Oil prices fell slightly on Friday but were still set for a third straight weekly gain after easing U.S.-China trade tensions lifted business confidence and the outlook for global economic growth.
Brent LCOc1 was down 7 cents at 66.47 dollars a barrel by 0954 GMT, equivalent to a weekly rise of around 2 per cent.
U.S. West Texas Intermediate crude CLc1 was down 10 cents at 61.08 dollars per barrel, a gain of around 1.5 dollars on the week.
Progress in a long-running trade dispute between the United States and China, the world’s two biggest oil consumers, has boosted expectations for higher energy demand next year.
China on Thursday announced a list of import tariff exemptions for six oil and chemical products from the United States, days after Washington and Beijing announced an interim trade deal set to be signed at the beginning of January.
Most major economies have likely averted recession for now but growth will remain subdued in 2020, according to Reuters polls.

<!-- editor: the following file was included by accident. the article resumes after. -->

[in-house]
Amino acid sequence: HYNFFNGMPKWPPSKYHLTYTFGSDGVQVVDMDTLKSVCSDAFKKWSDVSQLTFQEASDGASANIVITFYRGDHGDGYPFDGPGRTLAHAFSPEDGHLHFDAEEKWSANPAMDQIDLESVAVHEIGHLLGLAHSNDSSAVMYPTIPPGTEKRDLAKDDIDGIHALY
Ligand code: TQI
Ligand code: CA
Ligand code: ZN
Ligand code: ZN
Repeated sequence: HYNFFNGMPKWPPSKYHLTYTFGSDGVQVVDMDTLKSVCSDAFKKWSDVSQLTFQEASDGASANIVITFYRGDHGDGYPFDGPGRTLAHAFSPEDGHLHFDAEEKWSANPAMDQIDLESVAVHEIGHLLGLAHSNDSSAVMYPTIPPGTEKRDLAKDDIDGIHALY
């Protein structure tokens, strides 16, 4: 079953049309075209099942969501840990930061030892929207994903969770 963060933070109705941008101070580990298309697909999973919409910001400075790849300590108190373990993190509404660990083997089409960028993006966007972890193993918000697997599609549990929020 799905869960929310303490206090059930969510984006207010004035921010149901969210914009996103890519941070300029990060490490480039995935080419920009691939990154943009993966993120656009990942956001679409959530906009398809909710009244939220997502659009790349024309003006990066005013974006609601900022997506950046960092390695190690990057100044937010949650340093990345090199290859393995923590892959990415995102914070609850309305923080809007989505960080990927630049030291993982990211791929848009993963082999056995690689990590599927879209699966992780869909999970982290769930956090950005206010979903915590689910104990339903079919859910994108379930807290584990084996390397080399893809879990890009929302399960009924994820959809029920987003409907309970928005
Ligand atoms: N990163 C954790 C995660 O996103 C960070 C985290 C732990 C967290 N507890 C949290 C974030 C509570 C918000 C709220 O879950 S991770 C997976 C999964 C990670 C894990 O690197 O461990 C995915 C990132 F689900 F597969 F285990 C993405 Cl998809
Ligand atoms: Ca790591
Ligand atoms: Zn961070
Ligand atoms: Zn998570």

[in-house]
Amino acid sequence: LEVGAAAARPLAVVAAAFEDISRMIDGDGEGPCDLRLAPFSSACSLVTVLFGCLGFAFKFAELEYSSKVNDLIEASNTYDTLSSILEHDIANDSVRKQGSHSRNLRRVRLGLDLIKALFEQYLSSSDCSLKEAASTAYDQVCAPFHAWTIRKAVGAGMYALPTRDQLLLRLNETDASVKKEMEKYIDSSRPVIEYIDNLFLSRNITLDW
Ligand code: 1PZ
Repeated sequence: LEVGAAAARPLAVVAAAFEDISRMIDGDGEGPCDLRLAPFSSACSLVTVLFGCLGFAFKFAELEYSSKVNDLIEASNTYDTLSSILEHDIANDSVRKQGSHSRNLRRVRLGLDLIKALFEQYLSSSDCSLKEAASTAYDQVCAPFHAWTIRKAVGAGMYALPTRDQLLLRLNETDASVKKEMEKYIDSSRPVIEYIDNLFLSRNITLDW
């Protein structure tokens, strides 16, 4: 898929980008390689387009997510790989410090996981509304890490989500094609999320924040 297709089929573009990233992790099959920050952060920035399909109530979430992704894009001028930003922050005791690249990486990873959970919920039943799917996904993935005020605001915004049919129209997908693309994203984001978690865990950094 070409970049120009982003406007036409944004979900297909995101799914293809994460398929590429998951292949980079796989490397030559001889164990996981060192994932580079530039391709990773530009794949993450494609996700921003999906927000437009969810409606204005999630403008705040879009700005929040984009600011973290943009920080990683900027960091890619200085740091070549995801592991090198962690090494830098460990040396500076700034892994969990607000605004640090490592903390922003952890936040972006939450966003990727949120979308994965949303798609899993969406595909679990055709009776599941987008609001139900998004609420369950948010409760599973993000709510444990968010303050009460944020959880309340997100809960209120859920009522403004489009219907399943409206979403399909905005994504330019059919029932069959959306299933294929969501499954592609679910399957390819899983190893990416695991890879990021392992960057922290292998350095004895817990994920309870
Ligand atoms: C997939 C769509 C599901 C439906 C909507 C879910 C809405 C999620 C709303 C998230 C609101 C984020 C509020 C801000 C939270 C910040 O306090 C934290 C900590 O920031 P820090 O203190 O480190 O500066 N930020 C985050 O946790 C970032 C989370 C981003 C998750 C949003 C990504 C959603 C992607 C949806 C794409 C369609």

“The energy sector as a whole looks set to end 2019 with a solid year-on-year gain. This is due solely to the oil market,” Barbara Lambrecht, an analyst at Commerzbank, said.
Brent is 23 per cent more expensive than it was at the start of the year. Oil prices fell almost 20 per cent in 2018.
UBS lifted its oil price forecast for 2020 but also expects the oil market to be oversupplied by 0.3 million barrels per day next year.
“Our end-of-quarter Brent price forecasts are 60 dollars per barrel for 1Q20 and 62 dollars per barrel, 64 dollars per barrel, and 64 dollars per barrel for the following three quarters,” UBS analysts Giovanni Staunovo and Dominic Schnider said in a note.
UBS’s previous forecast for the four quarters of 2020 were 58, 55, 58 and 60 dollars per barrel respectively.
A U.S. weekly drilling report by energy services firm Baker Hughes Co is due to be released on Friday. U.S. drilling firms added four oil rigs in the week to Dec. 13, bringing the total count to 667.
Analysts say an expected fall in U.S. drilling activity should support oil prices.
Japanese Prime Minister Shinzo Abe told Iranian President Hassan Rouhani during a meeting between the two on Friday to stick to commitments made by Tehran in a landmark 2015 nuclear deal and said Japan, a U.S. ally, would do what it could to ensure stability in the Middle East.